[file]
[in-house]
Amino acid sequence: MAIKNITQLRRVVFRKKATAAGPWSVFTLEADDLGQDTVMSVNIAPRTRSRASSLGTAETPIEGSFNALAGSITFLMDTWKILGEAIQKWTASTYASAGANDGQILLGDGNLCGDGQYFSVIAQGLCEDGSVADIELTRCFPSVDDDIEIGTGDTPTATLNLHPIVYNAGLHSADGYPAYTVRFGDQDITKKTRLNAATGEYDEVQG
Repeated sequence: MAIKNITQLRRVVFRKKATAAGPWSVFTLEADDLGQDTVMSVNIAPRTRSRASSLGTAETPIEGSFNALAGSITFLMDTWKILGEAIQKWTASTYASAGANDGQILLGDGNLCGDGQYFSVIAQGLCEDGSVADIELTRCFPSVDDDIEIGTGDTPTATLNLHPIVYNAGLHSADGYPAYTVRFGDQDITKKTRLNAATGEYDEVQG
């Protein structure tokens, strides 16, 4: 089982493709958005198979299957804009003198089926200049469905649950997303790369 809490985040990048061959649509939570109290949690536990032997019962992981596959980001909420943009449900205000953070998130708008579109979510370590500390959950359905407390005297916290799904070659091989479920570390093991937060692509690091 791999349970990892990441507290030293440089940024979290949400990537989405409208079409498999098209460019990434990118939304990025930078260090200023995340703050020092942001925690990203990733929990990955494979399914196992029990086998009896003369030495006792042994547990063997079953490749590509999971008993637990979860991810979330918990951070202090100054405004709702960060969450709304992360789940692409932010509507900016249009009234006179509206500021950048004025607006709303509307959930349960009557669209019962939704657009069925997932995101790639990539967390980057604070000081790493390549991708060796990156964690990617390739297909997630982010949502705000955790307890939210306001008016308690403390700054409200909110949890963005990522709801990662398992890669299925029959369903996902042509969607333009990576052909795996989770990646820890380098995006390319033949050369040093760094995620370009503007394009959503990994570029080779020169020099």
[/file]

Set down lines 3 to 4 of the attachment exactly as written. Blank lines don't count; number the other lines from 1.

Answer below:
Repeated sequence: MAIKNITQLRRVVFRKKATAAGPWSVFTLEADDLGQDTVMSVNIAPRTRSRASSLGTAETPIEGSFNALAGSITFLMDTWKILGEAIQKWTASTYASAGANDGQILLGDGNLCGDGQYFSVIAQGLCEDGSVADIELTRCFPSVDDDIEIGTGDTPTATLNLHPIVYNAGLHSADGYPAYTVRFGDQDITKKTRLNAATGEYDEVQG
């Protein structure tokens, strides 16, 4: 089982493709958005198979299957804009003198089926200049469905649950997303790369 809490985040990048061959649509939570109290949690536990032997019962992981596959980001909420943009449900205000953070998130708008579109979510370590500390959950359905407390005297916290799904070659091989479920570390093991937060692509690091 791999349970990892990441507290030293440089940024979290949400990537989405409208079409498999098209460019990434990118939304990025930078260090200023995340703050020092942001925690990203990733929990990955494979399914196992029990086998009896003369030495006792042994547990063997079953490749590509999971008993637990979860991810979330918990951070202090100054405004709702960060969450709304992360789940692409932010509507900016249009009234006179509206500021950048004025607006709303509307959930349960009557669209019962939704657009069925997932995101790639990539967390980057604070000081790493390549991708060796990156964690990617390739297909997630982010949502705000955790307890939210306001008016308690403390700054409200909110949890963005990522709801990662398992890669299925029959369903996902042509969607333009990576052909795996989770990646820890380098995006390319033949050369040093760094995620370009503007394009959503990994570029080779020169020099």